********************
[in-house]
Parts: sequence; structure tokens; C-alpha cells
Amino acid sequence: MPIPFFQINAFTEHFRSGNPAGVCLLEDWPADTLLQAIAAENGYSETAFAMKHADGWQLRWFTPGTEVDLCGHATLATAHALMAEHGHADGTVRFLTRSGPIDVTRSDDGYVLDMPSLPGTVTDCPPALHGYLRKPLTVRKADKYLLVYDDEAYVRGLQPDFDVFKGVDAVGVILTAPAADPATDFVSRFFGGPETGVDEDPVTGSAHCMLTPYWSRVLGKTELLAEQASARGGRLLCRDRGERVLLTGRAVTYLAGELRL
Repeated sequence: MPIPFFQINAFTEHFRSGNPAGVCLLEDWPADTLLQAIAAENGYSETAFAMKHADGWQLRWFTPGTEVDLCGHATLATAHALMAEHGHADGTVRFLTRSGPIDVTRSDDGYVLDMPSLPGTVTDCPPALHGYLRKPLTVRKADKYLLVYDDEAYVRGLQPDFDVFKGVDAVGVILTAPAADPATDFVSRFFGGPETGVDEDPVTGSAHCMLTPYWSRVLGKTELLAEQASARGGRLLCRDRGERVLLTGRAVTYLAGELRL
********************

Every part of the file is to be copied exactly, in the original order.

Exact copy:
[in-house]
Parts: sequence; structure tokens; C-alpha cells
Amino acid sequence: MPIPFFQINAFTEHFRSGNPAGVCLLEDWPADTLLQAIAAENGYSETAFAMKHADGWQLRWFTPGTEVDLCGHATLATAHALMAEHGHADGTVRFLTRSGPIDVTRSDDGYVLDMPSLPGTVTDCPPALHGYLRKPLTVRKADKYLLVYDDEAYVRGLQPDFDVFKGVDAVGVILTAPAADPATDFVSRFFGGPETGVDEDPVTGSAHCMLTPYWSRVLGKTELLAEQASARGGRLLCRDRGERVLLTGRAVTYLAGELRL
Repeated sequence: MPIPFFQINAFTEHFRSGNPAGVCLLEDWPADTLLQAIAAENGYSETAFAMKHADGWQLRWFTPGTEVDLCGHATLATAHALMAEHGHADGTVRFLTRSGPIDVTRSDDGYVLDMPSLPGTVTDCPPALHGYLRKPLTVRKADKYLLVYDDEAYVRGLQPDFDVFKGVDAVGVILTAPAADPATDFVSRFFGGPETGVDEDPVTGSAHCMLTPYWSRVLGKTELLAEQASARGGRLLCRDRGERVLLTGRAVTYLAGELRL